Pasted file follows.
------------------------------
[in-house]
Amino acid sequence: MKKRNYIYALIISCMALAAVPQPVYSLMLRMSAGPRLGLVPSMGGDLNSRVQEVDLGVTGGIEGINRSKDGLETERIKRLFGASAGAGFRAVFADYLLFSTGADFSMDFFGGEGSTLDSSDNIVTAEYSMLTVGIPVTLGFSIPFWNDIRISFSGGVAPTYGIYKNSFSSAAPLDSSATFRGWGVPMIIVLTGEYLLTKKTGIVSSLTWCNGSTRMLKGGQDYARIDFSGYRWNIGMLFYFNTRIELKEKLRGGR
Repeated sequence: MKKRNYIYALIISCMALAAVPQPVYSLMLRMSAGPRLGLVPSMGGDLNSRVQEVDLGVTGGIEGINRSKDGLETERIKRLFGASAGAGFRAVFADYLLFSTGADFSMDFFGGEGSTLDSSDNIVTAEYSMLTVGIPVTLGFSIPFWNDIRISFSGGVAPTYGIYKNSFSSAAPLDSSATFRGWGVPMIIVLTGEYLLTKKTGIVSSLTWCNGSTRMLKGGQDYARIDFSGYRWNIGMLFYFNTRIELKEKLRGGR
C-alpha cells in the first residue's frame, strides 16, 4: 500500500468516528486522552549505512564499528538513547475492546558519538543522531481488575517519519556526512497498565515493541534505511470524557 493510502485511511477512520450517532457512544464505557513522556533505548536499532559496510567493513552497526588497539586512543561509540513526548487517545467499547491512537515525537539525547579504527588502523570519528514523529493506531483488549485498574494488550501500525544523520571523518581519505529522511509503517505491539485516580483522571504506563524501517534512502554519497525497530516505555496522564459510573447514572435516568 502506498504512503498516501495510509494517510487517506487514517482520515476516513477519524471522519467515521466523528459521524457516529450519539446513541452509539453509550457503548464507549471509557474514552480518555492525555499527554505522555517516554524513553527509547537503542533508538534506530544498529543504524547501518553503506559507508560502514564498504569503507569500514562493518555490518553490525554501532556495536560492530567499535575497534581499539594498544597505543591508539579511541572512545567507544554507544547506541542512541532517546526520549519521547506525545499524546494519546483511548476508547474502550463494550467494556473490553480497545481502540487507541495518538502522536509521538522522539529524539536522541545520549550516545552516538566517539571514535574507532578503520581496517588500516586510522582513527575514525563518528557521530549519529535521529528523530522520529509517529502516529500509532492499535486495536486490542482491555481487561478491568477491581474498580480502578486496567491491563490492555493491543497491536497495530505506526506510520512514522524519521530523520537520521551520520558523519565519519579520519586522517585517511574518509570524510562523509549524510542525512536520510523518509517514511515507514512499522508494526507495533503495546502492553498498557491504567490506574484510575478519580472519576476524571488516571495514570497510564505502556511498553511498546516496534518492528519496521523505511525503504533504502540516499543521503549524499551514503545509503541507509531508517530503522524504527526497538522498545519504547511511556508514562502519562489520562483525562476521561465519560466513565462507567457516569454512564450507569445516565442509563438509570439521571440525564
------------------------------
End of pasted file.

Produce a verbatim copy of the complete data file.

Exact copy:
[in-house]
Amino acid sequence: MKKRNYIYALIISCMALAAVPQPVYSLMLRMSAGPRLGLVPSMGGDLNSRVQEVDLGVTGGIEGINRSKDGLETERIKRLFGASAGAGFRAVFADYLLFSTGADFSMDFFGGEGSTLDSSDNIVTAEYSMLTVGIPVTLGFSIPFWNDIRISFSGGVAPTYGIYKNSFSSAAPLDSSATFRGWGVPMIIVLTGEYLLTKKTGIVSSLTWCNGSTRMLKGGQDYARIDFSGYRWNIGMLFYFNTRIELKEKLRGGR
Repeated sequence: MKKRNYIYALIISCMALAAVPQPVYSLMLRMSAGPRLGLVPSMGGDLNSRVQEVDLGVTGGIEGINRSKDGLETERIKRLFGASAGAGFRAVFADYLLFSTGADFSMDFFGGEGSTLDSSDNIVTAEYSMLTVGIPVTLGFSIPFWNDIRISFSGGVAPTYGIYKNSFSSAAPLDSSATFRGWGVPMIIVLTGEYLLTKKTGIVSSLTWCNGSTRMLKGGQDYARIDFSGYRWNIGMLFYFNTRIELKEKLRGGR
C-alpha cells in the first residue's frame, strides 16, 4: 500500500468516528486522552549505512564499528538513547475492546558519538543522531481488575517519519556526512497498565515493541534505511470524557 493510502485511511477512520450517532457512544464505557513522556533505548536499532559496510567493513552497526588497539586512543561509540513526548487517545467499547491512537515525537539525547579504527588502523570519528514523529493506531483488549485498574494488550501500525544523520571523518581519505529522511509503517505491539485516580483522571504506563524501517534512502554519497525497530516505555496522564459510573447514572435516568 502506498504512503498516501495510509494517510487517506487514517482520515476516513477519524471522519467515521466523528459521524457516529450519539446513541452509539453509550457503548464507549471509557474514552480518555492525555499527554505522555517516554524513553527509547537503542533508538534506530544498529543504524547501518553503506559507508560502514564498504569503507569500514562493518555490518553490525554501532556495536560492530567499535575497534581499539594498544597505543591508539579511541572512545567507544554507544547506541542512541532517546526520549519521547506525545499524546494519546483511548476508547474502550463494550467494556473490553480497545481502540487507541495518538502522536509521538522522539529524539536522541545520549550516545552516538566517539571514535574507532578503520581496517588500516586510522582513527575514525563518528557521530549519529535521529528523530522520529509517529502516529500509532492499535486495536486490542482491555481487561478491568477491581474498580480502578486496567491491563490492555493491543497491536497495530505506526506510520512514522524519521530523520537520521551520520558523519565519519579520519586522517585517511574518509570524510562523509549524510542525512536520510523518509517514511515507514512499522508494526507495533503495546502492553498498557491504567490506574484510575478519580472519576476524571488516571495514570497510564505502556511498553511498546516496534518492528519496521523505511525503504533504502540516499543521503549524499551514503545509503541507509531508517530503522524504527526497538522498545519504547511511556508514562502519562489520562483525562476521561465519560466513565462507567457516569454512564450507569445516565442509563438509570439521571440525564